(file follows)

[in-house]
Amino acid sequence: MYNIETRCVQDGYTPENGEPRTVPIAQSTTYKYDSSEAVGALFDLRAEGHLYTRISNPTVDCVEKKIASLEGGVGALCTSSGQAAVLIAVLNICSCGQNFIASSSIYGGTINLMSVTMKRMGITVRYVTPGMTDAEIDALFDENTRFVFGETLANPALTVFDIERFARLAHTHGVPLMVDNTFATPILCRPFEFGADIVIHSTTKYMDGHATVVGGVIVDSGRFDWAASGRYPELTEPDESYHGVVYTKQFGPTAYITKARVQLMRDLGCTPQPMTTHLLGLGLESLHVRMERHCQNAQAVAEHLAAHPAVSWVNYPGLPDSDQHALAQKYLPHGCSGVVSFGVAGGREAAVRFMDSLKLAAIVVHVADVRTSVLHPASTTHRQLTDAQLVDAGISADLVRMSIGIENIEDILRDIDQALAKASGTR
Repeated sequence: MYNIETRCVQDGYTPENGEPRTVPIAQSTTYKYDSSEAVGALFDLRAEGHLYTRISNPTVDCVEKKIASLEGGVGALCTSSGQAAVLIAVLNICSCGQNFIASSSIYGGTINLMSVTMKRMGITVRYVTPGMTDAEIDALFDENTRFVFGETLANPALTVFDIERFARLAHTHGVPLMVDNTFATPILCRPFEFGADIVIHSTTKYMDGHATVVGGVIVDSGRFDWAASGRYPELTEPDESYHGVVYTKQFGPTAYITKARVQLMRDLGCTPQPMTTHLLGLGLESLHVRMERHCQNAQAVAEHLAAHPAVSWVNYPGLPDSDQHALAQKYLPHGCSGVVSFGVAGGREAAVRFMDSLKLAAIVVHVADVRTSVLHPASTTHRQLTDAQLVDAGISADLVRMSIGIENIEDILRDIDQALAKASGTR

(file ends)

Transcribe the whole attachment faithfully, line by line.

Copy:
[in-house]
Amino acid sequence: MYNIETRCVQDGYTPENGEPRTVPIAQSTTYKYDSSEAVGALFDLRAEGHLYTRISNPTVDCVEKKIASLEGGVGALCTSSGQAAVLIAVLNICSCGQNFIASSSIYGGTINLMSVTMKRMGITVRYVTPGMTDAEIDALFDENTRFVFGETLANPALTVFDIERFARLAHTHGVPLMVDNTFATPILCRPFEFGADIVIHSTTKYMDGHATVVGGVIVDSGRFDWAASGRYPELTEPDESYHGVVYTKQFGPTAYITKARVQLMRDLGCTPQPMTTHLLGLGLESLHVRMERHCQNAQAVAEHLAAHPAVSWVNYPGLPDSDQHALAQKYLPHGCSGVVSFGVAGGREAAVRFMDSLKLAAIVVHVADVRTSVLHPASTTHRQLTDAQLVDAGISADLVRMSIGIENIEDILRDIDQALAKASGTR
Repeated sequence: MYNIETRCVQDGYTPENGEPRTVPIAQSTTYKYDSSEAVGALFDLRAEGHLYTRISNPTVDCVEKKIASLEGGVGALCTSSGQAAVLIAVLNICSCGQNFIASSSIYGGTINLMSVTMKRMGITVRYVTPGMTDAEIDALFDENTRFVFGETLANPALTVFDIERFARLAHTHGVPLMVDNTFATPILCRPFEFGADIVIHSTTKYMDGHATVVGGVIVDSGRFDWAASGRYPELTEPDESYHGVVYTKQFGPTAYITKARVQLMRDLGCTPQPMTTHLLGLGLESLHVRMERHCQNAQAVAEHLAAHPAVSWVNYPGLPDSDQHALAQKYLPHGCSGVVSFGVAGGREAAVRFMDSLKLAAIVVHVADVRTSVLHPASTTHRQLTDAQLVDAGISADLVRMSIGIENIEDILRDIDQALAKASGTR